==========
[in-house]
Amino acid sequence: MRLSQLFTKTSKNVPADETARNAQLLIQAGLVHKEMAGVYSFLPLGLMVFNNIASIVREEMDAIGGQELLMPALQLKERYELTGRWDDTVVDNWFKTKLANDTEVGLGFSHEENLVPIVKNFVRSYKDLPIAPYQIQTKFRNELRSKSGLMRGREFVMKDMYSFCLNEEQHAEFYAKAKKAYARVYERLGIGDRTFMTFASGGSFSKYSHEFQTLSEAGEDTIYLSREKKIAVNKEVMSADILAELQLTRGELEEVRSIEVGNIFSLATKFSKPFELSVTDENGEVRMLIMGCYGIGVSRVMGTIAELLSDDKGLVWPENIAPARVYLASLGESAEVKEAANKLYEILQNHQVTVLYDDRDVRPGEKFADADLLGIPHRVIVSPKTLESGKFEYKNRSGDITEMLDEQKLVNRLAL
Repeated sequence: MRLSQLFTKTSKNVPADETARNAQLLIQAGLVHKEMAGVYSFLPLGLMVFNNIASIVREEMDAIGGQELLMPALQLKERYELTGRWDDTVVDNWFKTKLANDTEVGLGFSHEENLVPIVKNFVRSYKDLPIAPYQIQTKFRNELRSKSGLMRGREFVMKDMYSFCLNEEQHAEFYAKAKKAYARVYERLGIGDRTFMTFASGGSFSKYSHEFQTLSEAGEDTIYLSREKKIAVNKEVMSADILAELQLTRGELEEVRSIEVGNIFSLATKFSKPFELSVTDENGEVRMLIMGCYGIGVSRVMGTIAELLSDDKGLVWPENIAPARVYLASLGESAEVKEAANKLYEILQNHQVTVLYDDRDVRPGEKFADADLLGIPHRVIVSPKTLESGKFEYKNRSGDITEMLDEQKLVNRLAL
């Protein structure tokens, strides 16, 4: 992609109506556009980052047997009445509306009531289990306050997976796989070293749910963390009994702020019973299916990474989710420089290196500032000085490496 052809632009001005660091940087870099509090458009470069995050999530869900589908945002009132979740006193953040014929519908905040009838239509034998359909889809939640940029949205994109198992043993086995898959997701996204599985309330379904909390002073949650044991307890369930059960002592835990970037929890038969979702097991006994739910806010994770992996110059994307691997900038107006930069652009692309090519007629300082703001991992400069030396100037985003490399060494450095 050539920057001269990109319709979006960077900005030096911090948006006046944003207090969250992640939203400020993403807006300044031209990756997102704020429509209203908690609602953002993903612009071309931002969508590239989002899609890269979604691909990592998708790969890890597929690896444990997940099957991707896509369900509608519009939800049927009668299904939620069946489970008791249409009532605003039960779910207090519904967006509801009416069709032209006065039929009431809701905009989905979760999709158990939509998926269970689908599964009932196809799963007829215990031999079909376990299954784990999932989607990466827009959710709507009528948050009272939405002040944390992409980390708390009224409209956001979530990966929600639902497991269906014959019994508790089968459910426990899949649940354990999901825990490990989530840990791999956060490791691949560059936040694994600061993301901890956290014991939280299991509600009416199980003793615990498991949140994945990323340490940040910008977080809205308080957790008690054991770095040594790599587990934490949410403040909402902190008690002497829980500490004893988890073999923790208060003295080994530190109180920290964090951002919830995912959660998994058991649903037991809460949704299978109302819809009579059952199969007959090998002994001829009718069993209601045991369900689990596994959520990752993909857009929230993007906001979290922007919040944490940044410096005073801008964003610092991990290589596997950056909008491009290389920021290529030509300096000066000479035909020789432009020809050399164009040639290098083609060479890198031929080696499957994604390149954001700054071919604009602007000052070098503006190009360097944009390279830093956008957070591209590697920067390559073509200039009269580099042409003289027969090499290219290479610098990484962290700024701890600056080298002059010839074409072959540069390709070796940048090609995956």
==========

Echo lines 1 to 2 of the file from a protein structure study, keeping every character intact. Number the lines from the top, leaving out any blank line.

[in-house]
Amino acid sequence: MRLSQLFTKTSKNVPADETARNAQLLIQAGLVHKEMAGVYSFLPLGLMVFNNIASIVREEMDAIGGQELLMPALQLKERYELTGRWDDTVVDNWFKTKLANDTEVGLGFSHEENLVPIVKNFVRSYKDLPIAPYQIQTKFRNELRSKSGLMRGREFVMKDMYSFCLNEEQHAEFYAKAKKAYARVYERLGIGDRTFMTFASGGSFSKYSHEFQTLSEAGEDTIYLSREKKIAVNKEVMSADILAELQLTRGELEEVRSIEVGNIFSLATKFSKPFELSVTDENGEVRMLIMGCYGIGVSRVMGTIAELLSDDKGLVWPENIAPARVYLASLGESAEVKEAANKLYEILQNHQVTVLYDDRDVRPGEKFADADLLGIPHRVIVSPKTLESGKFEYKNRSGDITEMLDEQKLVNRLAL